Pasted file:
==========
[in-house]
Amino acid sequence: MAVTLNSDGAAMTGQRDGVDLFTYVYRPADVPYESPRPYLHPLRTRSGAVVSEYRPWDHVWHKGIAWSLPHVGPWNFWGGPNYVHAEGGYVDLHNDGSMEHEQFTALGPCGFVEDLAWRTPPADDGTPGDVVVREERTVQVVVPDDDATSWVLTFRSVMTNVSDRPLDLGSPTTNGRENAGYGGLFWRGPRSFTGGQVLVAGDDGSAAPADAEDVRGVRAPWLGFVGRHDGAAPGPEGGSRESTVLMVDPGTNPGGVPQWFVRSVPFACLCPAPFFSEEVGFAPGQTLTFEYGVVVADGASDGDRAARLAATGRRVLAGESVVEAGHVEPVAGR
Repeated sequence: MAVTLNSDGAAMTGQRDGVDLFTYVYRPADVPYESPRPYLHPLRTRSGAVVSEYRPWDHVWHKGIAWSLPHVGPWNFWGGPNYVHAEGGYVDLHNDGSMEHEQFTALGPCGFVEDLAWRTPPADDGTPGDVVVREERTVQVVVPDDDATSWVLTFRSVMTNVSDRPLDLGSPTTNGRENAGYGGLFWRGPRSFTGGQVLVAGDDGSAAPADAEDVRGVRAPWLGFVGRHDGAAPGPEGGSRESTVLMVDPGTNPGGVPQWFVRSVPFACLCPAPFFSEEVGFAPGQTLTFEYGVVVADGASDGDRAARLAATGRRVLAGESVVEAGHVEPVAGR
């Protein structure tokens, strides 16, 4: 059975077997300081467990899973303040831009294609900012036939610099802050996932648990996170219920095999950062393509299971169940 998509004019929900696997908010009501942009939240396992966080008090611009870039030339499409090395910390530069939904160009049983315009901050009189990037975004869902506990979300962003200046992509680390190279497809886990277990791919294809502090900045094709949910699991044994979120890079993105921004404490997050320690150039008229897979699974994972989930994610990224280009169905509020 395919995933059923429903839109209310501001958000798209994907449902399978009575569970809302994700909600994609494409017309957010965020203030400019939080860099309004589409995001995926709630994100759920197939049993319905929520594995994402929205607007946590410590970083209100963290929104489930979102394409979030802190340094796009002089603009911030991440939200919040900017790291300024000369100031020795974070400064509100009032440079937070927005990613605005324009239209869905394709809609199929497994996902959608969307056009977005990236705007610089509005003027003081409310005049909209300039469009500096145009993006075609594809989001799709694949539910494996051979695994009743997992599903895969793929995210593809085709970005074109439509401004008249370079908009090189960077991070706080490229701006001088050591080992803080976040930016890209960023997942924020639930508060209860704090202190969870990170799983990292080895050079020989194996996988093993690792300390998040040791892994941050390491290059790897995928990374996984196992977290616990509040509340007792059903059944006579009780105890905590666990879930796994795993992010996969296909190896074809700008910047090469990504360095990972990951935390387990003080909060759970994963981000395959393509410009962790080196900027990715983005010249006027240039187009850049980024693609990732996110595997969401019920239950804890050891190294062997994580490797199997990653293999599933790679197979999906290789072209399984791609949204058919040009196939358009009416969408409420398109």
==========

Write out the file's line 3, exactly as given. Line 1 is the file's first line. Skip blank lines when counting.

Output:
Repeated sequence: MAVTLNSDGAAMTGQRDGVDLFTYVYRPADVPYESPRPYLHPLRTRSGAVVSEYRPWDHVWHKGIAWSLPHVGPWNFWGGPNYVHAEGGYVDLHNDGSMEHEQFTALGPCGFVEDLAWRTPPADDGTPGDVVVREERTVQVVVPDDDATSWVLTFRSVMTNVSDRPLDLGSPTTNGRENAGYGGLFWRGPRSFTGGQVLVAGDDGSAAPADAEDVRGVRAPWLGFVGRHDGAAPGPEGGSRESTVLMVDPGTNPGGVPQWFVRSVPFACLCPAPFFSEEVGFAPGQTLTFEYGVVVADGASDGDRAARLAATGRRVLAGESVVEAGHVEPVAGR